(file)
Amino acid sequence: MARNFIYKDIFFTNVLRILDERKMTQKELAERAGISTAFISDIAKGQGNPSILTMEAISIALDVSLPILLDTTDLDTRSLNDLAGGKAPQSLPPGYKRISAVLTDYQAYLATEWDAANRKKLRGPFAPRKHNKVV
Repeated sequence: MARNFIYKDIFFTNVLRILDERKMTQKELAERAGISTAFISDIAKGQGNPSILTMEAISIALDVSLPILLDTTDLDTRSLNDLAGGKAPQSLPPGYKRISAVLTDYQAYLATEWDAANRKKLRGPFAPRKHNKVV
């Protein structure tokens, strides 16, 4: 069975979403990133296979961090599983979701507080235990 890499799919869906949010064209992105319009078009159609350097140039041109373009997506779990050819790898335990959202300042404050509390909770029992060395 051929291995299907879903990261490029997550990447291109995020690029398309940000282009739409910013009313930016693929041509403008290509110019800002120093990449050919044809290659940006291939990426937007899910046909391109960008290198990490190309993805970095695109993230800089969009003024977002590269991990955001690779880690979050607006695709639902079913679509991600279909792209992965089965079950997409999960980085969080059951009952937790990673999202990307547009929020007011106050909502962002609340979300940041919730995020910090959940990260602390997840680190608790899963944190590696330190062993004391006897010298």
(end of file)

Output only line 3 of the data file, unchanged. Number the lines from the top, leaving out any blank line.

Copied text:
């Protein structure tokens, strides 16, 4: 069975979403990133296979961090599983979701507080235990 890499799919869906949010064209992105319009078009159609350097140039041109373009997506779990050819790898335990959202300042404050509390909770029992060395 051929291995299907879903990261490029997550990447291109995020690029398309940000282009739409910013009313930016693929041509403008290509110019800002120093990449050919044809290659940006291939990426937007899910046909391109960008290198990490190309993805970095695109993230800089969009003024977002590269991990955001690779880690979050607006695709639902079913679509991600279909792209992965089965079950997409999960980085969080059951009952937790990673999202990307547009929020007011106050909502962002609340979300940041919730995020910090959940990260602390997840680190608790899963944190590696330190062993004391006897010298």